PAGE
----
pro­posal was that the levy be re­duced by 0.01% to 0.14%, equat­ing to 14c per $100 of sales. This will go into ef­fect on 1 Oc­to­ber 2017. The Board rec­om­mended the levy re­duc­tion be­cause pru­dent con­trols in the pre­ced­ing fi­nan­cial year meant Hor­ti­cul­ture New Zealand’s fi­nan­cial po­si­tion was such that it could sus­tain a down­turn in levies and still con­tinue to pro­vide es­sen­tial ser­vices.

A video show­ing the story of New Zealand’s fresh fruit and veg­eta­bles, from the seed through to food on a plate, was launched by Hor­ti­cul­ture New Zealand at the Hor­ti­cul­ture Con­fer­ence. Hor­ti­cul­ture has been the un­sung hero of the pri­mary in­dus­tries and we thought it was time peo­ple knew our story. The video is pitched at a broad au­di­ence and aimed to cover off trends in­clud­ing a strong de­sire by con­sumers to both buy food grown lo­cally, and to un­der­stand what has gone into pro­duc­ing their food. The video ti­tled Healthy food for all for­ever can be viewed on YouTube or via the Hort NZ web­site


In June, the Nat­u­ral Re­sources and En­vi­ron­ment team made a fur­ther sub­mis­sion on the pro­posed Marl­bor­ough En­vi­ron­ment Plan. This plan has been cre­ated by the Marl­bor­ough District Coun­cil (MDC) to pro­duce a sin­gle re­source man­age­ment doc­u­ment for the district, merg­ing the Marl­bor­ough Re­gional Pol­icy State­ment, the Marl­bor­ough Sounds Re­source Man­age­ment Plan, and the Wairau/Awa­tere Re­source Man­age­ment Plan. There have been a large num­ber of sub­mis­sions on this plan, and fur­ther in­for­ma­tion can be

ac­cessed on the MDC web­site www.marl­bor­

Hort NZ as­sem­bled a team of ex­perts, ad­vo­cates and grow­ers to present at the Whangarei District Plan change hear­ings on the ru­ral pro­vi­sions. The hear­ing went very well, and we hope to have ef­fec­tively com­mu­ni­cated the im­por­tance of hor­ti­cul­ture for the district and some is­sues for grow­ers with the plan, par­tic­u­larly re­gard­ing zon­ing and re­verse sen­si­tiv­ity.

Hort NZ has sub­mit­ted ev­i­dence and pre­sented on it for the Greater Welling­ton Pro­posed Nat­u­ral Re­sources Plan Hear­ing Stream 2, which cov­ers the top­ics of air qual­ity man­age­ment, land use in ri­par­ian mar­gins and stock ac­cess to wa­ter bod­ies, and soil con­ser­va­tion.


In June, Hort NZ’s biose­cu­rity and trade pol­icy man­ager Richard Palmer and chief ex­ec­u­tive Mike Chap­man, to­gether

with rep­re­sen­ta­tives from Ze­spri, met with vis­i­tors from Copa-co­geca – the or­gan­i­sa­tion rep­re­sent­ing farm­ers and their co­op­er­a­tives in the Euro­pean Union. They dis­cussed the high value for both New Zealand and Euro­pean agribusi­ness from trade in hor­ti­cul­tural prod­ucts. The Rus­sian em­bargo has been a sig­nif­i­cant dis­rup­tor for the Euro­pean fruit and vegetable in­dus­try, and Brexit poses chal­lenges, both of which come on the back of de­clin­ing fruit and vegetable con­sump­tion. Po­ten­tial op­por­tu­nity in mat­ters of plant health were also dis­cussed, as were im­por­tant risk man­age­ment strate­gies and ap­pro­pri­ate, cost-ef­fec­tive mech­a­nisms that sup­port mar­ket ac­cess.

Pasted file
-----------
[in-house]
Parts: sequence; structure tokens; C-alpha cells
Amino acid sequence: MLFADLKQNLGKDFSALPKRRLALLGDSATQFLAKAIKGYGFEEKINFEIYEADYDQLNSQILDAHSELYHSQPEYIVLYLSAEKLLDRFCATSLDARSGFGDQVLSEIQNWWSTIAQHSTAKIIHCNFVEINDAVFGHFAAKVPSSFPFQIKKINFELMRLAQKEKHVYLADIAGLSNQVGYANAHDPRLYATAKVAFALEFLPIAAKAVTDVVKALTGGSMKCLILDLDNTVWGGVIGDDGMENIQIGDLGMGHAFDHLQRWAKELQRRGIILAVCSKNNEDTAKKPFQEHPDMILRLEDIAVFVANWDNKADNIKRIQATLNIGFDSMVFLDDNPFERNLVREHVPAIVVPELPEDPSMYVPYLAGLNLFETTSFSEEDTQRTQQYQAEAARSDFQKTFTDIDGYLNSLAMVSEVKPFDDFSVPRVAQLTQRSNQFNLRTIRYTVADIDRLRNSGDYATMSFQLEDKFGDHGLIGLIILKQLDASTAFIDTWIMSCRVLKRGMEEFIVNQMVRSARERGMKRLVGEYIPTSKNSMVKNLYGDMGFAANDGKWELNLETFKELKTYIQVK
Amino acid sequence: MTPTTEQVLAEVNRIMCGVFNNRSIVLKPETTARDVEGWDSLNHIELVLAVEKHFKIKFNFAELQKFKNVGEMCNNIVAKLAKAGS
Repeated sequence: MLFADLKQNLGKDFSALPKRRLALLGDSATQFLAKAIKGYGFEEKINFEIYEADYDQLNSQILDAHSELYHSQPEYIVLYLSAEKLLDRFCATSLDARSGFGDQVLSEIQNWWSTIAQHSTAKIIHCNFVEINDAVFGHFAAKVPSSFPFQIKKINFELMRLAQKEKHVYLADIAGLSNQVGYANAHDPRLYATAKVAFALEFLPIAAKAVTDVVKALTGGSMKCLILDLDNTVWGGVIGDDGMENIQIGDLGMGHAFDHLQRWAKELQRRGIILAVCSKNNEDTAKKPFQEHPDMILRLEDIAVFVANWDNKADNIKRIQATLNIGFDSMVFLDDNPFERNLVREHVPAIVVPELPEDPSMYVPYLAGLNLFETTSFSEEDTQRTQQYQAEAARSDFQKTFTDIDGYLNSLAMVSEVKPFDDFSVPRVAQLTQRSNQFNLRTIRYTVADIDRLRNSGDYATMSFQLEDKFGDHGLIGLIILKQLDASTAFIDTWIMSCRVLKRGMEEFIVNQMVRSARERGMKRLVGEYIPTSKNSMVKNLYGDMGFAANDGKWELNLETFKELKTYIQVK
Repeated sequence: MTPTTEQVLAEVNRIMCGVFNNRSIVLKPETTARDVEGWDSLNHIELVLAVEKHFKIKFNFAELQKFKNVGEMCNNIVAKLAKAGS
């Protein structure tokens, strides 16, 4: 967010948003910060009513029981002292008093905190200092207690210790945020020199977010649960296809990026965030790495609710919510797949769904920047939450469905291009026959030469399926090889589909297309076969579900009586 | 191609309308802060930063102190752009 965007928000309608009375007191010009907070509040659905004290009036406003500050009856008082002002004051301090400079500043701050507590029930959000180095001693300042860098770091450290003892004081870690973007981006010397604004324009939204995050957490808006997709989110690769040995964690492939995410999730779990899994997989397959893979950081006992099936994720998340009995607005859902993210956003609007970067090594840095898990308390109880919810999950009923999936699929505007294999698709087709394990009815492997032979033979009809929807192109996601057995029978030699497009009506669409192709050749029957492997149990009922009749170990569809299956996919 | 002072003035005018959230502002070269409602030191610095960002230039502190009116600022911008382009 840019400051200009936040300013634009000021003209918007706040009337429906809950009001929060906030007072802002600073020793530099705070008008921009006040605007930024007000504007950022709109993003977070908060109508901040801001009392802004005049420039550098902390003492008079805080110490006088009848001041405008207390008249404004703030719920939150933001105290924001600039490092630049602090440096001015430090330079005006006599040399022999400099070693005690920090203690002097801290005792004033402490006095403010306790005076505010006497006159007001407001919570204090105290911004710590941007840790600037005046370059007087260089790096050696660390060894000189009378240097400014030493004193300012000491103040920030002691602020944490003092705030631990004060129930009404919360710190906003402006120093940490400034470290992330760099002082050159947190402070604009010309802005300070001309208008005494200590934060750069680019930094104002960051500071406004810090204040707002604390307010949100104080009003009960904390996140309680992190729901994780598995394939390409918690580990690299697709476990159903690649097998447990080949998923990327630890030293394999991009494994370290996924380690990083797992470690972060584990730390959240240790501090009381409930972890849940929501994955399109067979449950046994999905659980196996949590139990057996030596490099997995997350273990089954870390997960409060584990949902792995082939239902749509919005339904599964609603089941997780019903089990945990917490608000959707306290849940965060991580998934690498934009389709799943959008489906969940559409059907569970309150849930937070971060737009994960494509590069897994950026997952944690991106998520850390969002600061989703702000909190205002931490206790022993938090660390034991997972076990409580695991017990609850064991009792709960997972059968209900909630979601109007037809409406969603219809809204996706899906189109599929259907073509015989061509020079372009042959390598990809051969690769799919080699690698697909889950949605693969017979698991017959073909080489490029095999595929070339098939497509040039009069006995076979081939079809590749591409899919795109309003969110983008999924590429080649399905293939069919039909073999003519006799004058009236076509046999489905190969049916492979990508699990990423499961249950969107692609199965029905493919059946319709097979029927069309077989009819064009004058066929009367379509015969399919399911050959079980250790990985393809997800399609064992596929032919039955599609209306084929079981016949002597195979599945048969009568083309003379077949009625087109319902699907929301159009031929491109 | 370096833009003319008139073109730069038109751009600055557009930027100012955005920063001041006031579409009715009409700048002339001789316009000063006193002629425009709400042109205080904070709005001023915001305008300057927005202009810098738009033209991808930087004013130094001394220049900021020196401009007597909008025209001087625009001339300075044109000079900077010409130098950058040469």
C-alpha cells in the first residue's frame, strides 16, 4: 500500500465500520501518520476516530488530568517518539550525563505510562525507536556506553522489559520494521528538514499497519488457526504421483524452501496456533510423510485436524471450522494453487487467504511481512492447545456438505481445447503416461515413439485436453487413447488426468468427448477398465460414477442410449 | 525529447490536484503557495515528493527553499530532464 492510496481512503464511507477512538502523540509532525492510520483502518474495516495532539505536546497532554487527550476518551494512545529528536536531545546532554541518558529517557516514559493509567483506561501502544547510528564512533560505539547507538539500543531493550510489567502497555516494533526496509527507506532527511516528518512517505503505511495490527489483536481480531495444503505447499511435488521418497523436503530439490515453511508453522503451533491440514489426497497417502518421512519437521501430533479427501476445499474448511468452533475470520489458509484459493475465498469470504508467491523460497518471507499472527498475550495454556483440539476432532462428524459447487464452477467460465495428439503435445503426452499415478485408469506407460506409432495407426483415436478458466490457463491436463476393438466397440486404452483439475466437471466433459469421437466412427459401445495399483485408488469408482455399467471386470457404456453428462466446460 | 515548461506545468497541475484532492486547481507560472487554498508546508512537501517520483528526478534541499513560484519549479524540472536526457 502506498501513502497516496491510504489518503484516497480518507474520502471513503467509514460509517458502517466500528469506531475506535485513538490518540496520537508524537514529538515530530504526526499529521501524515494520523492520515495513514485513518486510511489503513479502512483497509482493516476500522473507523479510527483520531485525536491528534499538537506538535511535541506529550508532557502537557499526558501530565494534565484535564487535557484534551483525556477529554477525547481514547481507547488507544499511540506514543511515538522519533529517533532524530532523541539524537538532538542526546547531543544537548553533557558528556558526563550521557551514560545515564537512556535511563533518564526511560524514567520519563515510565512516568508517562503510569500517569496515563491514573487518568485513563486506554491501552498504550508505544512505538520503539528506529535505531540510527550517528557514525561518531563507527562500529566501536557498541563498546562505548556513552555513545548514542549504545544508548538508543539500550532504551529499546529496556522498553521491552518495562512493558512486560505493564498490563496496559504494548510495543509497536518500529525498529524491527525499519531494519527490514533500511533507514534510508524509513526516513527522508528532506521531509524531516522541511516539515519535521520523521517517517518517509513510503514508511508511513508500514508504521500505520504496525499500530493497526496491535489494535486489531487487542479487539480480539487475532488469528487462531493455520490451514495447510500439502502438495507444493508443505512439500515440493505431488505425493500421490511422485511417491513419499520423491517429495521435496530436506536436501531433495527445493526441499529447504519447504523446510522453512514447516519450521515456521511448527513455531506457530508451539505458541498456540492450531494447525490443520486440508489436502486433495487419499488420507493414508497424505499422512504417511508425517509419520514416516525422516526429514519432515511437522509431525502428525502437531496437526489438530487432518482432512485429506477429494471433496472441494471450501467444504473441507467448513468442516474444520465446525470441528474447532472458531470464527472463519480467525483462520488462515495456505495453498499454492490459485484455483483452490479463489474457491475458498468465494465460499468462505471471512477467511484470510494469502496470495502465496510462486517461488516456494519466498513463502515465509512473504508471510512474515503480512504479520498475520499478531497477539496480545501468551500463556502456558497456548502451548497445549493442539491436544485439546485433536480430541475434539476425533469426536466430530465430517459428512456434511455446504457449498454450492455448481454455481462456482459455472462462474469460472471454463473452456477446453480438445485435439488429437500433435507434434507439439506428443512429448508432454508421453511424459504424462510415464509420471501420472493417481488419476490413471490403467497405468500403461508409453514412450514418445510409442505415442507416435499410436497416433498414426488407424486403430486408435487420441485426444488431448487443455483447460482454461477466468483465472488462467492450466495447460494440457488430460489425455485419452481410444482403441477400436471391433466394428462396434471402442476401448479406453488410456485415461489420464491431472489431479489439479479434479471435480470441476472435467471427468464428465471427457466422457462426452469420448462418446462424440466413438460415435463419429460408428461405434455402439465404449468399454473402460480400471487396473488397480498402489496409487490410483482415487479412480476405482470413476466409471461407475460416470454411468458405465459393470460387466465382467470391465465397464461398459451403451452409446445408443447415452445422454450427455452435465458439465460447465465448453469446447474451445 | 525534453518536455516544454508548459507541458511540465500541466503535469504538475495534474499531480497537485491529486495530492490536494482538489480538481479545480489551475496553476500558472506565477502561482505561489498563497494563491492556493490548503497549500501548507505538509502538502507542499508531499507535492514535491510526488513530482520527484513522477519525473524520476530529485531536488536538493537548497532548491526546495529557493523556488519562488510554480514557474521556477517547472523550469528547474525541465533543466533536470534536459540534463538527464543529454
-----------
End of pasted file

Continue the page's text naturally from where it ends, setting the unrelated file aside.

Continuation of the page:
New Zealand per­sim­mons have ac­cess to China, fol­low­ing fi­nal sig­noff by Chi­nese of­fi­cials. Of­fi­cials from China's in­spec­tion and quar­an­tine ser­vices were in New Zealand in July to au­dit com­pli­ance with the per­sim­mon ex­port pro­gramme to China. The of­fi­cials looked in great de­tail at the reg­is­tered or­chards, pack­house, ex­porter and freight for­warders, and were present at the phy­tosan­i­tary in­spec­tion af­ter com­ple­tion of cold treat­ment. Up to 20,000kg may be ex­ported this year. As the in­dus­try builds con­fi­dence that it will de­liver qual­ity fruit while meet­ing the im­port pro­to­cols, this vol­ume is ex­pected to grow in the com­ing years.


The in­au­gu­ral Hort NZ Lead­er­ship Pro­gramme and Na­tional Young Grower Alumni event was held at the Hor­ti­cul­ture Con­fer­ence in July. The event in­cluded a pre­sen­ta­tion by Dr Rosie Bos­worth, a strate­gic com­mu­ni­ca­tions and tech­nol­ogy pro­fes­sional with a fo­cus on the con­ver­gence of new tech­nolo­gies, busi­ness model in­no­va­tion, and how col­lec­tively they are trans­form­ing the world’s ma­jor in­dus­try sec­tors.